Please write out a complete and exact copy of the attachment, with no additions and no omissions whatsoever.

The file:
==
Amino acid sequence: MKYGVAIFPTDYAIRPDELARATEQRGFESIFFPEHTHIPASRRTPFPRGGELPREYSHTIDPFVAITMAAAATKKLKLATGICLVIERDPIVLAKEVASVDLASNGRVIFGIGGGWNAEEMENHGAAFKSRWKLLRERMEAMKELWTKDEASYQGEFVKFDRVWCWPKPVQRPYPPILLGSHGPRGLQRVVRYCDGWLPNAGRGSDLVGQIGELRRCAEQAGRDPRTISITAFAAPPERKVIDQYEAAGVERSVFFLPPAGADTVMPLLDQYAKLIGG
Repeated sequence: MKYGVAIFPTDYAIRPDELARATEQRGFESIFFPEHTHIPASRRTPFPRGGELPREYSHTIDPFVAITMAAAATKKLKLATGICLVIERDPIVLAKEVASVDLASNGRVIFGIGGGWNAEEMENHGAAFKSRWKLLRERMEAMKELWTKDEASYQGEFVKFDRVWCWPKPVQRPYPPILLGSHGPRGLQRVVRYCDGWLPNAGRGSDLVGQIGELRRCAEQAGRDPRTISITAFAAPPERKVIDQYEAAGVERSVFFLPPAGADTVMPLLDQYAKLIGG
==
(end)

Amino acid sequence: MKYGVAIFPTDYAIRPDELARATEQRGFESIFFPEHTHIPASRRTPFPRGGELPREYSHTIDPFVAITMAAAATKKLKLATGICLVIERDPIVLAKEVASVDLASNGRVIFGIGGGWNAEEMENHGAAFKSRWKLLRERMEAMKELWTKDEASYQGEFVKFDRVWCWPKPVQRPYPPILLGSHGPRGLQRVVRYCDGWLPNAGRGSDLVGQIGELRRCAEQAGRDPRTISITAFAAPPERKVIDQYEAAGVERSVFFLPPAGADTVMPLLDQYAKLIGG
Repeated sequence: MKYGVAIFPTDYAIRPDELARATEQRGFESIFFPEHTHIPASRRTPFPRGGELPREYSHTIDPFVAITMAAAATKKLKLATGICLVIERDPIVLAKEVASVDLASNGRVIFGIGGGWNAEEMENHGAAFKSRWKLLRERMEAMKELWTKDEASYQGEFVKFDRVWCWPKPVQRPYPPILLGSHGPRGLQRVVRYCDGWLPNAGRGSDLVGQIGELRRCAEQAGRDPRTISITAFAAPPERKVIDQYEAAGVERSVFFLPPAGADTVMPLLDQYAKLIGG